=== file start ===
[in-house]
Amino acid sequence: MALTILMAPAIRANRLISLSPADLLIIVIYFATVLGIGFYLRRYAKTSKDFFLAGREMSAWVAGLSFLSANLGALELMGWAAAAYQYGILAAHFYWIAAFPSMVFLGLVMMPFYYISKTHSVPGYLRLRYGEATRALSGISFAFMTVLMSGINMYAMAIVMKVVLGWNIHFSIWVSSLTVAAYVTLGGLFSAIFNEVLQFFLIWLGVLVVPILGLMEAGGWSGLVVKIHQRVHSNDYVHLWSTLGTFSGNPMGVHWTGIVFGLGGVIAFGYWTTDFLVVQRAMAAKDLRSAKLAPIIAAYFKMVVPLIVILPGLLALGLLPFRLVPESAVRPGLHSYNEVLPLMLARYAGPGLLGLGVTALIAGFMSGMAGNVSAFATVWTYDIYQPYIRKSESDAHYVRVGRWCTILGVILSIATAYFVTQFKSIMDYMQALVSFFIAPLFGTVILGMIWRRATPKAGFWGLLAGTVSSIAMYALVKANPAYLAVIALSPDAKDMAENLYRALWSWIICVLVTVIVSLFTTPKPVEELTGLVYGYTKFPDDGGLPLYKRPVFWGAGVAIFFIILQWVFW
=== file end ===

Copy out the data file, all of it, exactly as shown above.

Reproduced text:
[in-house]
Amino acid sequence: MALTILMAPAIRANRLISLSPADLLIIVIYFATVLGIGFYLRRYAKTSKDFFLAGREMSAWVAGLSFLSANLGALELMGWAAAAYQYGILAAHFYWIAAFPSMVFLGLVMMPFYYISKTHSVPGYLRLRYGEATRALSGISFAFMTVLMSGINMYAMAIVMKVVLGWNIHFSIWVSSLTVAAYVTLGGLFSAIFNEVLQFFLIWLGVLVVPILGLMEAGGWSGLVVKIHQRVHSNDYVHLWSTLGTFSGNPMGVHWTGIVFGLGGVIAFGYWTTDFLVVQRAMAAKDLRSAKLAPIIAAYFKMVVPLIVILPGLLALGLLPFRLVPESAVRPGLHSYNEVLPLMLARYAGPGLLGLGVTALIAGFMSGMAGNVSAFATVWTYDIYQPYIRKSESDAHYVRVGRWCTILGVILSIATAYFVTQFKSIMDYMQALVSFFIAPLFGTVILGMIWRRATPKAGFWGLLAGTVSSIAMYALVKANPAYLAVIALSPDAKDMAENLYRALWSWIICVLVTVIVSLFTTPKPVEELTGLVYGYTKFPDDGGLPLYKRPVFWGAGVAIFFIILQWVFW